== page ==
Toyota have removed the infringed images from the 4Runner mini-site and a spokesperson for Saatchi & Saatchi acknowledged that they worked on the campaign and that they're in the process of rectifying the situation, though two weeks have passed and nobody's been paid. I can only imagine a settlement offer might have been made if the photographers had registered their images. Have you found the obvious lesson here?


Blogger calanan said...

Thank you for sharing our story, Joe.

- mike
Calanan Photography, LLC
Denver, CO

6:30 PM  
Anonymous One of the photographers involved said...

You say that no-one has been paid, but Saatchi did contact us with an apology and an offer of compensation. Some of us have accepted this, some haven't.

7:59 AM  
Blogger Joe P. said...

There's some good news! Would you say the offer of compensation was sufficient, and did you accept?

10:19 AM  
Anonymous Richard Weisgrau said...


When you wrote: “And very recently Highton has enlisted Dick Weisgrau, former Executive Director of ASMP, in his campaign to sling a little more mud as regards tax reporting issues that, stopping just short of making an accusation (why? because libel is a slippery slope), imply criminal behavior.” You must have been delusional. First, you have to know me well enough to appreciate that none enlists me.

The idea that I in any way implied criminal behavior is absurd on its face. Learn to read carefully, Joe. Here are two quotes from my blog posts.

"Was the ASMP’s failure to report to the IRS illegal?

I am certainly no expert but I think that it would be harsh to characterize a failure to comply with IRS regulations as “illegal.”  People and companies do it unintentionally, and the IRS gives them time to correct their errors.  While a fundamental precept of law is that ignorance of the law is not an excuse for violation, there has to be allowances made in the complex world of tax law. The ASMP has acknowledged that it was unaware of the requirement imposed upon it by the IRS.  That is not a crime, but it is lapse that one has to wonder the cause of.  The requirement to report payments to directors starting in 2005 was highly publicized.  ASMP did not know it.  Why?"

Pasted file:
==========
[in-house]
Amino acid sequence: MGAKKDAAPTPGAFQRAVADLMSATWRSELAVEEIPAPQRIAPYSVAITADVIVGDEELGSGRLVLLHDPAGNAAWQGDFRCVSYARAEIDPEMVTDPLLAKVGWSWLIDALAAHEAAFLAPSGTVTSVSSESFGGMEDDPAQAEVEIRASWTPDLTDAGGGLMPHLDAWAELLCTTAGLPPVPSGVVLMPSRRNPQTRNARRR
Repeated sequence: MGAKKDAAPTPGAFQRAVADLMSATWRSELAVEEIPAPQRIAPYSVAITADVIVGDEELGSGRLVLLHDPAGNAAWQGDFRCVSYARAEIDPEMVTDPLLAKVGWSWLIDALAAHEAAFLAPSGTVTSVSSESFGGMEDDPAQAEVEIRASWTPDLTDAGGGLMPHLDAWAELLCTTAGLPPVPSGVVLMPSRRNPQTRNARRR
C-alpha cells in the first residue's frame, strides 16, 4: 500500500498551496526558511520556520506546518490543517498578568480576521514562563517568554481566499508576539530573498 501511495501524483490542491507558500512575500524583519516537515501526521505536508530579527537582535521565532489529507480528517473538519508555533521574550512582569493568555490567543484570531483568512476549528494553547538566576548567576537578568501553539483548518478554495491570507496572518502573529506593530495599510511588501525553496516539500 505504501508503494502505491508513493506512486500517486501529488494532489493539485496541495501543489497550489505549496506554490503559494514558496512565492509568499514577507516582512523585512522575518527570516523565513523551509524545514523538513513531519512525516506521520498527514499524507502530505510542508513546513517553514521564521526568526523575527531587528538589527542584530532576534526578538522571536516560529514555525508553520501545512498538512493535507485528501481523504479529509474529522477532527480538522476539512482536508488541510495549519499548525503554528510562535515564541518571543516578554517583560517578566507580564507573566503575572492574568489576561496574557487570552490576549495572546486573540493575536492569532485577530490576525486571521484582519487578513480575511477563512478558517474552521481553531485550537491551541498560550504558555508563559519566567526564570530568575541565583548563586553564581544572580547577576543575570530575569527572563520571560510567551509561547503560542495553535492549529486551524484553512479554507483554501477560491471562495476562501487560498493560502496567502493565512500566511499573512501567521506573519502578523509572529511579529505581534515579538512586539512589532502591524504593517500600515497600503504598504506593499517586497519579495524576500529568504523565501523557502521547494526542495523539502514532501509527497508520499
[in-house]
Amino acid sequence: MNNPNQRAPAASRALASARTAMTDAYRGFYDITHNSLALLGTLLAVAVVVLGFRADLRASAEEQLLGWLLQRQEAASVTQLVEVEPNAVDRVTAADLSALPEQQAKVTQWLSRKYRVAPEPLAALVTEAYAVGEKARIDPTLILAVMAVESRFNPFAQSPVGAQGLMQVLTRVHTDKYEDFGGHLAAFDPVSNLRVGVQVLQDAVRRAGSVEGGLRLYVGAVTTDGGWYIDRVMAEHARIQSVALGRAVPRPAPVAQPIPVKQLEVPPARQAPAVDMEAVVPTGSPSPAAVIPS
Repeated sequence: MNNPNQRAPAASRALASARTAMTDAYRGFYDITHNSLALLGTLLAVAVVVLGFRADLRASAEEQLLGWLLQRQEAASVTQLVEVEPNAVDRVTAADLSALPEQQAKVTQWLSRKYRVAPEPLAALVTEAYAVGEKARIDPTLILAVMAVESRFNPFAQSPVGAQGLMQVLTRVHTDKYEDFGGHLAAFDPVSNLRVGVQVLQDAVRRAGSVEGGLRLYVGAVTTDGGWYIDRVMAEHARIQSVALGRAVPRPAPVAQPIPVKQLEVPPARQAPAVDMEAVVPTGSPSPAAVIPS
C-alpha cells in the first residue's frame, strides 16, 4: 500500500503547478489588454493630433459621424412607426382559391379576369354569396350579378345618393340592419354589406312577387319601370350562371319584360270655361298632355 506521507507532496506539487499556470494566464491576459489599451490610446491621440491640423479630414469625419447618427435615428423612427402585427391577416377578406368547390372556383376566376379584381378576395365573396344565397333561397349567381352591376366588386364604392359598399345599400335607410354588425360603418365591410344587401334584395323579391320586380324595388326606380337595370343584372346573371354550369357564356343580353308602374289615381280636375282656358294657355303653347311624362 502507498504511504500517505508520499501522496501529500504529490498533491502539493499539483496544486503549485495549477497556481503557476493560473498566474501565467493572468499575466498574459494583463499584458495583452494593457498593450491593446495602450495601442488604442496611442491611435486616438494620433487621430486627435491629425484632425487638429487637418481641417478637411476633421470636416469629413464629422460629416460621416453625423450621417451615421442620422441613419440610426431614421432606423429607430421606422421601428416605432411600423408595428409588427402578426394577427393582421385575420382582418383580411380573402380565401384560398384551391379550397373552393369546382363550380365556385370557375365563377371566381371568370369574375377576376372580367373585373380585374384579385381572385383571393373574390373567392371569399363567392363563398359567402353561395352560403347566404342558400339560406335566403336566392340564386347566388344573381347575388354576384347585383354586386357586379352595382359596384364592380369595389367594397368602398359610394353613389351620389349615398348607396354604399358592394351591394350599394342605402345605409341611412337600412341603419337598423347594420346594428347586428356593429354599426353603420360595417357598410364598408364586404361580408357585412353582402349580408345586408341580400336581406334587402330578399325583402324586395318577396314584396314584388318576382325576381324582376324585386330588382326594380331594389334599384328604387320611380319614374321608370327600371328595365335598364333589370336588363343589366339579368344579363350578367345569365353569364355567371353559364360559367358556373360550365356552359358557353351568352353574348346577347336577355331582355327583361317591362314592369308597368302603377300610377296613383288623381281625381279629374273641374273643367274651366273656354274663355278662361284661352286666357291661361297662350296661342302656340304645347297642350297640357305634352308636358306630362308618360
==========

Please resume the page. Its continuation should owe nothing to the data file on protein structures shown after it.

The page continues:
It is well within the ASMP Board’s authority to pay members even when those members sit on the Board that is making such approvals.  I expect that the Directors who were paid for non-Board duties earned the compensation they received.  However, it inconceivable to me that the ASMP did not let the sun shine on those payments. 

How you can construe those comments to imply criminal behavior is beyond. I think you are guilty of acting the way you accuse Scott Highton of acting.

I undertand you are running for the ASMP Board. If you are elected, I hope you learn to read more carefully. Being an ASMP Director is a task of great responsibility and requires good cognitive skills rather than rushing to judgement because you don'f understand the facts.

Dick Weisgrau

10:10 PM